Ok, really I just thought 6" sounded better than 4", and it only added $250 to the price. Don't tell Laura. We also decided we'd want some type of approach ramp type thing up to the new floor.

Work began with removing the old floor chunks.

Bobcats are cool. I kept thinking I should ask Joe if I could drive the Bobcat, and kept not doing that because I was afraid of how he'd look at me... One of these days we're going to have a party for friends at the house and the entertainment is going to be renting a Bobcat and driving around digging stuff up.

On 2nd thought, maybe we'll do that at a party at _someone else's_ house.

Btw, I learned something about Bobcat wheels/tires... You only need air in three of the wheels. Joe had a slow leak around the valve stem in one of his wheels where he thought he'd hit something and pushed the valve stem back into the wheel, unseating it. So (with Joe's encouragement, I hasten to add), I got a valve stem puller tool to try and reseat the valve stem. I pulled on the valve stem a while, until it suddenly ripped. This made the slow leak into a "no really, I don't want all that air in here" leak. That was when Joe told me he'd had the tire guy put tubes in the tires... I don't think valve stems for tubes seat into a wheel like tubeless wheel valve stems normally do. Anyway, I felt kinda bad about this (even though it'd been leaking before, now there was _no_ air in the tire). Joe just sorta looked at me like I was a bit dense and proceeded to keep on using the Bobcat with only three tires having any air. Didn't seem to slow him down any.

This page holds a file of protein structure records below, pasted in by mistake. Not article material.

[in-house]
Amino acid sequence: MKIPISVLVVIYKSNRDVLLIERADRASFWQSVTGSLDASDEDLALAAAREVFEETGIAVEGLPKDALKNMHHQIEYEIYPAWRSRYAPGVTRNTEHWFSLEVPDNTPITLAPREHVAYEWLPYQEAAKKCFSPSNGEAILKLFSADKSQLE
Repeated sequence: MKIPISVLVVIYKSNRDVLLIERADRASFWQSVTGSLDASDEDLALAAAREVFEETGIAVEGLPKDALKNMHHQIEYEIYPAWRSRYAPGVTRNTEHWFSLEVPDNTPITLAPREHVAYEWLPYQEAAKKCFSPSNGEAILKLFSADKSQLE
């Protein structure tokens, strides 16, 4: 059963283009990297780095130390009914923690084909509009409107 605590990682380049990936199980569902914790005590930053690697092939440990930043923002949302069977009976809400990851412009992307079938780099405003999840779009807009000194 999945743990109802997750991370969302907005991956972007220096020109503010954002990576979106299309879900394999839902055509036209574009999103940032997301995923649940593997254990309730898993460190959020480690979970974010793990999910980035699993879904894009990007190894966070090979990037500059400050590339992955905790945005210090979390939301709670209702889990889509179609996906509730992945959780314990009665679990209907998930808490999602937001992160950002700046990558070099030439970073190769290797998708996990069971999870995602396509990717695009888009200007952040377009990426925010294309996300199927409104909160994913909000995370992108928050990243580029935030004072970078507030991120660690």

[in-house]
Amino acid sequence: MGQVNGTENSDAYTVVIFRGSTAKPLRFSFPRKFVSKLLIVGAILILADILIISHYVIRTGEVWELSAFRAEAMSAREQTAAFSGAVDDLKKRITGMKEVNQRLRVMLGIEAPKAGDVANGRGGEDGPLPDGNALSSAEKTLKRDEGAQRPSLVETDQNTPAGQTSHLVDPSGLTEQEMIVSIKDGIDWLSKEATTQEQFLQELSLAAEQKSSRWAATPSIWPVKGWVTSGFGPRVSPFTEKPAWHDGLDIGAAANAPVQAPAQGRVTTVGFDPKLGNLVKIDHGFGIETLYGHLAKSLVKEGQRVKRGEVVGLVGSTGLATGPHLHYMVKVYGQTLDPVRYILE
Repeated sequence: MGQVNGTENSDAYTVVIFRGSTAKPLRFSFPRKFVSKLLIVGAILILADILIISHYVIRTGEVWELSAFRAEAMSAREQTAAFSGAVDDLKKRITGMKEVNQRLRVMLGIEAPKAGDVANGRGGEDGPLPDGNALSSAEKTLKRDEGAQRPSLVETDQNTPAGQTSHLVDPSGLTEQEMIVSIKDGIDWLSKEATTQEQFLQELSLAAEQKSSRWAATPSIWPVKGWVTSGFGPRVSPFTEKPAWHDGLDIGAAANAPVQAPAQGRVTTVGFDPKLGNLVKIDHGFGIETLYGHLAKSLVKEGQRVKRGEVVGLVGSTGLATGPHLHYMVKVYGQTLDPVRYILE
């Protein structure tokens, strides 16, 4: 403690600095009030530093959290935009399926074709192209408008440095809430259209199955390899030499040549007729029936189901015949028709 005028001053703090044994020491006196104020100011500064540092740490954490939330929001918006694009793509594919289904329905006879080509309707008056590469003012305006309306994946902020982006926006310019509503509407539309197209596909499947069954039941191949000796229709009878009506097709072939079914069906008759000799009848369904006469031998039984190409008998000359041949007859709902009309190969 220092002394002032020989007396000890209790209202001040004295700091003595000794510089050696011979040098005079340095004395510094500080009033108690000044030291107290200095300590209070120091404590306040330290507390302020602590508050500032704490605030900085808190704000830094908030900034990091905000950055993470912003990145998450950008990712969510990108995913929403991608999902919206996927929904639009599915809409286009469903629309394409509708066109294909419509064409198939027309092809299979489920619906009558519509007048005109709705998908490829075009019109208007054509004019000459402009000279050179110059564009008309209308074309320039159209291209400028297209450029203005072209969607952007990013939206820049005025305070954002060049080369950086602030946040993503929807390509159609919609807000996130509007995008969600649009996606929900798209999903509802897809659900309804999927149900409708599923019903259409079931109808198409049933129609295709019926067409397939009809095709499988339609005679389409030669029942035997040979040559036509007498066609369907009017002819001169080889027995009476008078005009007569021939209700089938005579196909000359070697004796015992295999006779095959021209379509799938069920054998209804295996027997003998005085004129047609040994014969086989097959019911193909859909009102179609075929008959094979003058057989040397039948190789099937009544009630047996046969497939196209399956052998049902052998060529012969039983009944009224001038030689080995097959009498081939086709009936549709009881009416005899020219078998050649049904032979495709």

Anyway, next up on the floor, Mike (Joe's brother in law / only helper on this job) marked a line around on the block for the new floor level using the magic spinning laser thingy. We went with a flat floor, sloped toward the door as a nod to drainage for when the Garage Mahal is built and we're parking snow/rain covered vehicles in here. The back of the garage floor is 2" higher than the front.

Now add the stone base:

and cut the driveway asphalt for the new ramp:

The amount of aphalt dust coming off the saw was just amazing. You can just see Joe's legs in that picture, watching from the back door of the garage (look through the 2x4). I'm thinking this is one of those cases where the boss's perogative gets exercised.

Here's Joe, tamping down the stone base:

This is not the best picture I've ever taken. I've got to hand it to both Joe and Mike though, they never once grabbed a hunk of something and threw it at me while screaming "Knock it off with the camera already!", which is basically my nephew Ross's way of hinting to me that I should put down the camera.

Oh, did I mention that the quote above included $150 to fix up some block issues with the garage? It did.

They straighted out both "winglet" walls on either side of the garage door opening, pushed two migrating blocks back more into place on the wall farthest from the house, fixed a couple cracked/missing blocks, and sealed up the holes in the basement concrete where the old electrical service entered the house.

At the end of day one, the floor looked like this:

Click here for day two.